The NSW government has just announced new plans to change laws
and regulations governing fracking that will make it more important
than ever for landholders to get good legal advice if their land is
targeted by coal seam gas miners.
The controversial gas extraction method called fracking involves
forcefully injecting a mix of water and chemicals to fracture the
rock above coal seams and allow miners to extract the gas that had
There is a great deal of concern that the process contaminates
groundwater and the land surface with potentially hazardous
There has been an outcry about damage caused to valuable and
productive farm land, but in the past landholders have been unable
to completely block licensed miners exploring their land for
potential gas seams.
The miners do have to get a Land Access Agreement with
landholders that governs conditions of entry to the land. But they
can't be stopped forever. Miners have to cover costs of the
landholder to get legal advice.
If miners find gas the landholder can't stop them drilling
and extracting it. Landholders don't get any money for gas
under their land, but they are entitled to compensation for damage
caused to surface land.
Premier Barry O'Farrell promised during the election to
fence off prime food-producing areas from miners. But his new draft
plan falls far short of that pledge. In areas defined as
"strategic agricultural land", miners and drillers will
have to get approval from a new "independent" scientific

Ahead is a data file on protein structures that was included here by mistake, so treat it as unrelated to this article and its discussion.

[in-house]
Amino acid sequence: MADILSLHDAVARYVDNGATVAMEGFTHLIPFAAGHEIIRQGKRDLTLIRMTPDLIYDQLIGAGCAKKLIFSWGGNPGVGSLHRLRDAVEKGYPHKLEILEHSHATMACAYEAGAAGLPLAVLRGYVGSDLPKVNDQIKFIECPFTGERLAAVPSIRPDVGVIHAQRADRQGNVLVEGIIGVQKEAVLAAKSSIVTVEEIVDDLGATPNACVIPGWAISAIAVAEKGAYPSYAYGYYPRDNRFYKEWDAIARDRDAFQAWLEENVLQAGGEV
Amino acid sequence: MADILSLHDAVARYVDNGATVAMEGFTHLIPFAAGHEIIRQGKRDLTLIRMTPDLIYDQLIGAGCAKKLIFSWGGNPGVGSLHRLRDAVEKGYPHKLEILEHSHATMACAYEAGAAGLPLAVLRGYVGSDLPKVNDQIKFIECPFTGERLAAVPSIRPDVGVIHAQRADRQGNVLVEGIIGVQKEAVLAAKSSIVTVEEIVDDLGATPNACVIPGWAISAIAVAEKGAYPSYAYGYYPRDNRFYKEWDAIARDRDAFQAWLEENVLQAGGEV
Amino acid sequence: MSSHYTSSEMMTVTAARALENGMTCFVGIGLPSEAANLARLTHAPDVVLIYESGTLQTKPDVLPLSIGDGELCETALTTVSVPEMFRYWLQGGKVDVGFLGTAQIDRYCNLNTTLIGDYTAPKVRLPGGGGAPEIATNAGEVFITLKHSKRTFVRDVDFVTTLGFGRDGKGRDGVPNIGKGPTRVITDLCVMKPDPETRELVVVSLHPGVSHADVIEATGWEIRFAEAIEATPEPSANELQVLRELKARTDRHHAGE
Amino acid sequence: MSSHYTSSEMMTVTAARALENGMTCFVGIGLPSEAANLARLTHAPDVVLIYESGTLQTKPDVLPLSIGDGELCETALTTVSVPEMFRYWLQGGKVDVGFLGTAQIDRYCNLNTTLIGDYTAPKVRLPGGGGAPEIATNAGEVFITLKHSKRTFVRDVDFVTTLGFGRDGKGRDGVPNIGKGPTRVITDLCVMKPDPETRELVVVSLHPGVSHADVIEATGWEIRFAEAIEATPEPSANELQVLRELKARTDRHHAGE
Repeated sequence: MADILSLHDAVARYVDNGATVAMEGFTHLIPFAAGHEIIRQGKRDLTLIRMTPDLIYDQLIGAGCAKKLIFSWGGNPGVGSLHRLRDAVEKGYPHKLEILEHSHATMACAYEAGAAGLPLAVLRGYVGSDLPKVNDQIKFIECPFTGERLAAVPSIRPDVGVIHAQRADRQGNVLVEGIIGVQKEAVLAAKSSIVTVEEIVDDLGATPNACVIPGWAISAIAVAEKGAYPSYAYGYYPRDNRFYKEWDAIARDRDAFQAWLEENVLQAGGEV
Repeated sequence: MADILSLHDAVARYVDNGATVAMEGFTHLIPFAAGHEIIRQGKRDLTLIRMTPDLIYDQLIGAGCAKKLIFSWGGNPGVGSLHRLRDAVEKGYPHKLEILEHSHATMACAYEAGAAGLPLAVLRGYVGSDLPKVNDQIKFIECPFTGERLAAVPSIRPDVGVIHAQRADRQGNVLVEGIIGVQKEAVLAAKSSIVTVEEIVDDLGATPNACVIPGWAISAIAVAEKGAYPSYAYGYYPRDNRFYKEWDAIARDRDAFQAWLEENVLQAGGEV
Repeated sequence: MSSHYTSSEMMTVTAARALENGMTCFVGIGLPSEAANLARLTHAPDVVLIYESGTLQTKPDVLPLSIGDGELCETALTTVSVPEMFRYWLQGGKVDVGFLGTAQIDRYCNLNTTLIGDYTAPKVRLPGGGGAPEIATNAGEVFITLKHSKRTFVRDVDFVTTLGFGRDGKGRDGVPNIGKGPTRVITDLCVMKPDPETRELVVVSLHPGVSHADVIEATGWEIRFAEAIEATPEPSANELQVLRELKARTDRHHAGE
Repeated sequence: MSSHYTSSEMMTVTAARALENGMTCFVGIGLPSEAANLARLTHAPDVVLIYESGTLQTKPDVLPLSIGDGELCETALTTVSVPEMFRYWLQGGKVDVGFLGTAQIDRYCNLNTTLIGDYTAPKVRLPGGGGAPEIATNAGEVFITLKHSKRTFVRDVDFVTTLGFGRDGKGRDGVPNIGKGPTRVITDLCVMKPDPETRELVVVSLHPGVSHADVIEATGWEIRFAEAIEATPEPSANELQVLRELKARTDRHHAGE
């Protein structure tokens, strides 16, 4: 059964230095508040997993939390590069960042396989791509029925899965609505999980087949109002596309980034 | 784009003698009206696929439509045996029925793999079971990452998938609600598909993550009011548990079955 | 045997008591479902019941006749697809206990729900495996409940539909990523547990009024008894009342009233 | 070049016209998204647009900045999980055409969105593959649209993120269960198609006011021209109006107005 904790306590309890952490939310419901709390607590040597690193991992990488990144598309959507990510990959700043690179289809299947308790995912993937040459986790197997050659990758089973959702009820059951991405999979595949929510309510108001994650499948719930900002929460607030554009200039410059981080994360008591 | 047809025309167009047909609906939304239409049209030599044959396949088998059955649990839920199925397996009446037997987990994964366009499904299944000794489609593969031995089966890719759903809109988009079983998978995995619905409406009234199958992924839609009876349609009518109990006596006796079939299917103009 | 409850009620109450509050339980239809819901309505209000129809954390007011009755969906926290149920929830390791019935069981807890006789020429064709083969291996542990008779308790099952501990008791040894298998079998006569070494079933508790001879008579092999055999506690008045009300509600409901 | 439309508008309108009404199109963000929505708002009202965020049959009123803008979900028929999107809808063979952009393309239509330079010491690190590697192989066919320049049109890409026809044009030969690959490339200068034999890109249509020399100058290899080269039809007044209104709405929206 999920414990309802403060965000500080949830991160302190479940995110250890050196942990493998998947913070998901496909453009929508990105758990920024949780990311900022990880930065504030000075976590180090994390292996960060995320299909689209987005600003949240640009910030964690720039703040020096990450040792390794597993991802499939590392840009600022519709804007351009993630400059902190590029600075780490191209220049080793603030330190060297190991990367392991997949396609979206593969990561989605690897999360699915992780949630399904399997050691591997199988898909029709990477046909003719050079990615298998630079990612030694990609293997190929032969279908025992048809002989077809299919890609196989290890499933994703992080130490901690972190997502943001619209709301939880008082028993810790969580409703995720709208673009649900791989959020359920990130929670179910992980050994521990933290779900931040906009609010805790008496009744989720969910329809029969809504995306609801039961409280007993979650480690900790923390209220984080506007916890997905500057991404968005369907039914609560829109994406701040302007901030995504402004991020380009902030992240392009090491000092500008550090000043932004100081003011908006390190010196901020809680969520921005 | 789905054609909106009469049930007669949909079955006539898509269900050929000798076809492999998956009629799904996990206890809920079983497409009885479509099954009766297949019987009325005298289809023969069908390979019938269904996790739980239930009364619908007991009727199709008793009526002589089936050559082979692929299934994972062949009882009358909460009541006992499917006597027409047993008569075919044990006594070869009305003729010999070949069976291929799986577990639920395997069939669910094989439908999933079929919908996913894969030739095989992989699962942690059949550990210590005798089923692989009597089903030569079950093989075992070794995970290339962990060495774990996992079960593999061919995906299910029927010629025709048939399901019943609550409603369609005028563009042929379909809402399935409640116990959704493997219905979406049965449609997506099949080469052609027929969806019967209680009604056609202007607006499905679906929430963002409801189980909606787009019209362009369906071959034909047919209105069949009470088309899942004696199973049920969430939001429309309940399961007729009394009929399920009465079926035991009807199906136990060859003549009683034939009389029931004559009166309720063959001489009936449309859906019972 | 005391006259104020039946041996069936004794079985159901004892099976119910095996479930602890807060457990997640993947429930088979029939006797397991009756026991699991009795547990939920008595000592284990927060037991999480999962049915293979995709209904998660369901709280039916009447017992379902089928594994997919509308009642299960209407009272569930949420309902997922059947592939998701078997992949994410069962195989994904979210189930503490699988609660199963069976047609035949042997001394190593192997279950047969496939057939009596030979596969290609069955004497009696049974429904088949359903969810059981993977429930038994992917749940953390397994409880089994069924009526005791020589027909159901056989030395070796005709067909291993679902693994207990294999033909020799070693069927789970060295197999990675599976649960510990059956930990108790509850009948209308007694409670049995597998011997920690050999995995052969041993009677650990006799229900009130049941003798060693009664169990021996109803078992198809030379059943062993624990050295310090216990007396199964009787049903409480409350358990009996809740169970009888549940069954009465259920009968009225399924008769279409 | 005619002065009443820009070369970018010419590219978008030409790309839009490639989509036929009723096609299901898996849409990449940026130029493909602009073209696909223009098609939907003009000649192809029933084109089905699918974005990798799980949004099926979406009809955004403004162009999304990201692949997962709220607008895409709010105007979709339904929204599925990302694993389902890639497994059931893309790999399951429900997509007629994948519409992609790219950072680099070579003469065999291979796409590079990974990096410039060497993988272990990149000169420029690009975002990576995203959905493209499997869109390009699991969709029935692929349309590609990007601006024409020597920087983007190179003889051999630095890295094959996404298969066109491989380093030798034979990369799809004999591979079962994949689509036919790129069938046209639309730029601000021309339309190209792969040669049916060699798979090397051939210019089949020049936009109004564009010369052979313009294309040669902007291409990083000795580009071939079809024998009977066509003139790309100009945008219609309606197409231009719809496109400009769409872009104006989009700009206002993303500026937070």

panel before a development application can be lodged.
Independent legal advice will be sorely needed as it's
unclear what qualifies an area as "strategic" farmland.
The science panel will be appointed by the NSW Planning Minister,
so its independence can be questioned. Maps prepared so far show
only four per cent of the rich agricultural lands in the Upper
Hunter Valley and New England Tablelands meet the criteria for
extra protection. Next to be mapped will be the Southern Highlands
and the mapping will eventually cover all of NSW.
The only bit of good news in the plan for landholders who want
to stop drilling on their land is that they will be able to fight
their case in court for free. Mining companies will have to meet
all legal costs for farmers who object to mining on their land.
With the government wanting the revenue from gas extraction, it
makes sense for landholders to get their own legal advice to
protect their property and the water they depend on.
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It is a common misconception that the grant of mining tenure, whether it be an Exploration Permit, Mineral Development Licence or Mining Lease, will entitle the holder to access all land within it in order to explore or mine.
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